In an effort to show why Gotovina called prosecution witness Alun Roberts ’a spy and agent provocateur’ in September 1995, defense counsel Luka Misetic presents a document in which the SVK intelligence service says that ‘partial control of his activities’ has been established

Alun Roberts, witness at the Gotovina, Cermak and Markac trialAlun Roberts, witness at the Gotovina, Cermak and Markac trial

In the cross-examination of Alun Roberts today, defense counsel Luka Misetic tried to clarify why his client, General Ante Gotovina called Alun Robert a ‘spy and agent provocateur’ at a meeting in September 1995 after the UN press officer complained about the anarchy in Krajina after Operation Storm. Misetic showed a report drafted by the Security Department of the SVK Main Staff on 29 May 1995 stating that a ‘partial control over the activity of Alun Roberts’ had been established. After he read the document, the witness said that he was not aware that his phone was tapped. He called the claim about his activities being under control ‘ambitious nonsense’.

In an effort to show that it was not nonsense, the defense counsel went on to show a video recording from April 1995 of Roberts holding a press conference, with the SVK insignia in the background. Asked if he was aware that his behavior was contrary to the UN Security Council resolutions calling for the establishment of the Croatian sovereignty over the occupied territories, Roberts said that he saw nothing controversial about his appearance. In all his public appearances, Roberts contends, he advocated the integration of Krajina into Croatia. He addressed the media in the SVK premises because nobody wanted to attend a press conference in the UN base. The UN mission headquarters in Zagreb was aware of it, Roberts added, and nobody objected.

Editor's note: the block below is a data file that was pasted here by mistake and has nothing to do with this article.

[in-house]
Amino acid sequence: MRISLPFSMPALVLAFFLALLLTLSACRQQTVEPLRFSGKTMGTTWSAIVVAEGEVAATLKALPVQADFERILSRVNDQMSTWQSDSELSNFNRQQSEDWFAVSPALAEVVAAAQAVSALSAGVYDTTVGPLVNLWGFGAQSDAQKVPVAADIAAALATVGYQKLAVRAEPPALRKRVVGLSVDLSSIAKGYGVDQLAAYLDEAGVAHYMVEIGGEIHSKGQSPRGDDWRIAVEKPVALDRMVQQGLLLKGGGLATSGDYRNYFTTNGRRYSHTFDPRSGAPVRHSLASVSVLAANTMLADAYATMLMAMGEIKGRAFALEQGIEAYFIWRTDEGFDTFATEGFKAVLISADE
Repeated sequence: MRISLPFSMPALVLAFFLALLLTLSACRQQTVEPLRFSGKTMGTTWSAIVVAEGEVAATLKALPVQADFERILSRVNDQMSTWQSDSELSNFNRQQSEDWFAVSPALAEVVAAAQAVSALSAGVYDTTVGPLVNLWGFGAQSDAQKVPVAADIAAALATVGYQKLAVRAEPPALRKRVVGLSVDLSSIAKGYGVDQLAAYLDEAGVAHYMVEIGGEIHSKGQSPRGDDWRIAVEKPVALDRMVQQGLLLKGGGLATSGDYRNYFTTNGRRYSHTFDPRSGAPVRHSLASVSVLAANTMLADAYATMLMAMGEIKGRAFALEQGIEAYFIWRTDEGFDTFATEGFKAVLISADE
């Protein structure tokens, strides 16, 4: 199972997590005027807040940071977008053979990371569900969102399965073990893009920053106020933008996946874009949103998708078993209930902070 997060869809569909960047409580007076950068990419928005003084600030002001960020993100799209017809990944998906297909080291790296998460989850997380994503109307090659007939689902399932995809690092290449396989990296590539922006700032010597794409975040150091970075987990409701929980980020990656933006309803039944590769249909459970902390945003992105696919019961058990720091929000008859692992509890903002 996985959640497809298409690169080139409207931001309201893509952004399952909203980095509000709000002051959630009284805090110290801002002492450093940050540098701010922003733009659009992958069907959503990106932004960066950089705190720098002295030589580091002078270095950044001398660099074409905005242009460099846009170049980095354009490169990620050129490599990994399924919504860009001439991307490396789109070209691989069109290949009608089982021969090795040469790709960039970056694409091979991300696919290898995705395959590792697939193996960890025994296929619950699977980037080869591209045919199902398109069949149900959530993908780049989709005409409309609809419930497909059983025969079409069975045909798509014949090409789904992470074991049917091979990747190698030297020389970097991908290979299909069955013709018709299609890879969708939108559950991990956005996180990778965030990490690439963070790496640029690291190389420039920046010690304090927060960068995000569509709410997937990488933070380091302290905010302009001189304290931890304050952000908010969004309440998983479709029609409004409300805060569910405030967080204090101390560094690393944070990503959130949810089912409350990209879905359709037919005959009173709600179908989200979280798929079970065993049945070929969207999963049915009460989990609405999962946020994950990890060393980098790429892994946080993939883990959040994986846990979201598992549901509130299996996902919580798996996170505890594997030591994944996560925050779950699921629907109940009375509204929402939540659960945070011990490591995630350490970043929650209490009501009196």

The defense teams of other two accused, Ivan Cermak and Mladen Markac, focused their cross-examination on the killing of five civilians in the village of Grubori on 25 August 1995. Cermak’s counsel Stephen Kay tried to prove that his client, as the representative of the Croatian civilian authorities in Knin, had neither the authority nor resources to investigate the incident. Roberts however maintained that Cermak made it very clear to the UN representatives in their meetings that he could solve the problems in Krajina. Everybody in the UN believed that, Roberts noted. This is why they sent their report about the Grubori incident to Cermak’s office. ‘If we were wrong about Cermak’s role, somebody had to draw our attention to the fact ’, the witness concluded.

Since Roberts testified in his examination-in chief that the UN representatives wrote down the license plates of police cars observed in the Plavno valley on 25 August 1995, the defense of Mladen Markac, who commanded the Croatian special police at the time, asked him if he and his colleagues had actually forwarded that information to the Croatian authorities. Roberts replied that the license plates numbers were given to the UN civilian police; he had no knowledge if the UNCIVPOL ever forwarded them to the Croatian police.